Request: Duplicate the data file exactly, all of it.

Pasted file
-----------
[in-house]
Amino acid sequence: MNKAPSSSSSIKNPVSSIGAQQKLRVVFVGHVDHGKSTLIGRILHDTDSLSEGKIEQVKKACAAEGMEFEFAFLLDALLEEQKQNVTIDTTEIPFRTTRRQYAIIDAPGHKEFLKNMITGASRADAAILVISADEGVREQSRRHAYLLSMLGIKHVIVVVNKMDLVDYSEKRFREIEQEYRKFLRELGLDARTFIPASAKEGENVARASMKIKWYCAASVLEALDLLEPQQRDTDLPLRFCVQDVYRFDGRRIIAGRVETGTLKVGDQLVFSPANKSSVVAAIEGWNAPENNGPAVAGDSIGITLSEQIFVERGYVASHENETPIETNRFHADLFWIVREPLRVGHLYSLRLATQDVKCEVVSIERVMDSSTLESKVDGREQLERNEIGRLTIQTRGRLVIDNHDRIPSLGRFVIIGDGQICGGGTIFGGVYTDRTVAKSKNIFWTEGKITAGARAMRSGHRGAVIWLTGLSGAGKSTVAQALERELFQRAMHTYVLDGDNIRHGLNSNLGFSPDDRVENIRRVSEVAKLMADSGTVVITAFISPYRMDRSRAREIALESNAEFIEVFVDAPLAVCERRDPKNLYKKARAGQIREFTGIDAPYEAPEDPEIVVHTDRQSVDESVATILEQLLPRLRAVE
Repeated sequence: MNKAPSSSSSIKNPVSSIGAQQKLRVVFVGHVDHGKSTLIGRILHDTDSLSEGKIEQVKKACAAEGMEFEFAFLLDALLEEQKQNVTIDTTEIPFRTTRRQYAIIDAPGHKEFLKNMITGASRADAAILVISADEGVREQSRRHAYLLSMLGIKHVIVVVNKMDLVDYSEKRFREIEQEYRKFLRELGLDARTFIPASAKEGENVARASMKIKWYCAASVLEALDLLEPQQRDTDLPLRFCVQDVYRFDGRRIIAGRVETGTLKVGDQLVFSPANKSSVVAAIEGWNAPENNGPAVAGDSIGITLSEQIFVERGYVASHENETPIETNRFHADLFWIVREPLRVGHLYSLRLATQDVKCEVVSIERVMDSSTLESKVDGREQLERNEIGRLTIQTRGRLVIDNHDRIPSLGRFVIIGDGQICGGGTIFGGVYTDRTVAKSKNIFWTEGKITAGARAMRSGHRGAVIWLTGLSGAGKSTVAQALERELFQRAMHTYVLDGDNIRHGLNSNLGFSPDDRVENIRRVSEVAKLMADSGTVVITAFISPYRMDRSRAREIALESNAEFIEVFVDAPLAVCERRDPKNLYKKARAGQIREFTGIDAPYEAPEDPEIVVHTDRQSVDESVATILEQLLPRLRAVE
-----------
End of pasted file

[in-house]
Amino acid sequence: MNKAPSSSSSIKNPVSSIGAQQKLRVVFVGHVDHGKSTLIGRILHDTDSLSEGKIEQVKKACAAEGMEFEFAFLLDALLEEQKQNVTIDTTEIPFRTTRRQYAIIDAPGHKEFLKNMITGASRADAAILVISADEGVREQSRRHAYLLSMLGIKHVIVVVNKMDLVDYSEKRFREIEQEYRKFLRELGLDARTFIPASAKEGENVARASMKIKWYCAASVLEALDLLEPQQRDTDLPLRFCVQDVYRFDGRRIIAGRVETGTLKVGDQLVFSPANKSSVVAAIEGWNAPENNGPAVAGDSIGITLSEQIFVERGYVASHENETPIETNRFHADLFWIVREPLRVGHLYSLRLATQDVKCEVVSIERVMDSSTLESKVDGREQLERNEIGRLTIQTRGRLVIDNHDRIPSLGRFVIIGDGQICGGGTIFGGVYTDRTVAKSKNIFWTEGKITAGARAMRSGHRGAVIWLTGLSGAGKSTVAQALERELFQRAMHTYVLDGDNIRHGLNSNLGFSPDDRVENIRRVSEVAKLMADSGTVVITAFISPYRMDRSRAREIALESNAEFIEVFVDAPLAVCERRDPKNLYKKARAGQIREFTGIDAPYEAPEDPEIVVHTDRQSVDESVATILEQLLPRLRAVE
Repeated sequence: MNKAPSSSSSIKNPVSSIGAQQKLRVVFVGHVDHGKSTLIGRILHDTDSLSEGKIEQVKKACAAEGMEFEFAFLLDALLEEQKQNVTIDTTEIPFRTTRRQYAIIDAPGHKEFLKNMITGASRADAAILVISADEGVREQSRRHAYLLSMLGIKHVIVVVNKMDLVDYSEKRFREIEQEYRKFLRELGLDARTFIPASAKEGENVARASMKIKWYCAASVLEALDLLEPQQRDTDLPLRFCVQDVYRFDGRRIIAGRVETGTLKVGDQLVFSPANKSSVVAAIEGWNAPENNGPAVAGDSIGITLSEQIFVERGYVASHENETPIETNRFHADLFWIVREPLRVGHLYSLRLATQDVKCEVVSIERVMDSSTLESKVDGREQLERNEIGRLTIQTRGRLVIDNHDRIPSLGRFVIIGDGQICGGGTIFGGVYTDRTVAKSKNIFWTEGKITAGARAMRSGHRGAVIWLTGLSGAGKSTVAQALERELFQRAMHTYVLDGDNIRHGLNSNLGFSPDDRVENIRRVSEVAKLMADSGTVVITAFISPYRMDRSRAREIALESNAEFIEVFVDAPLAVCERRDPKNLYKKARAGQIREFTGIDAPYEAPEDPEIVVHTDRQSVDESVATILEQLLPRLRAVE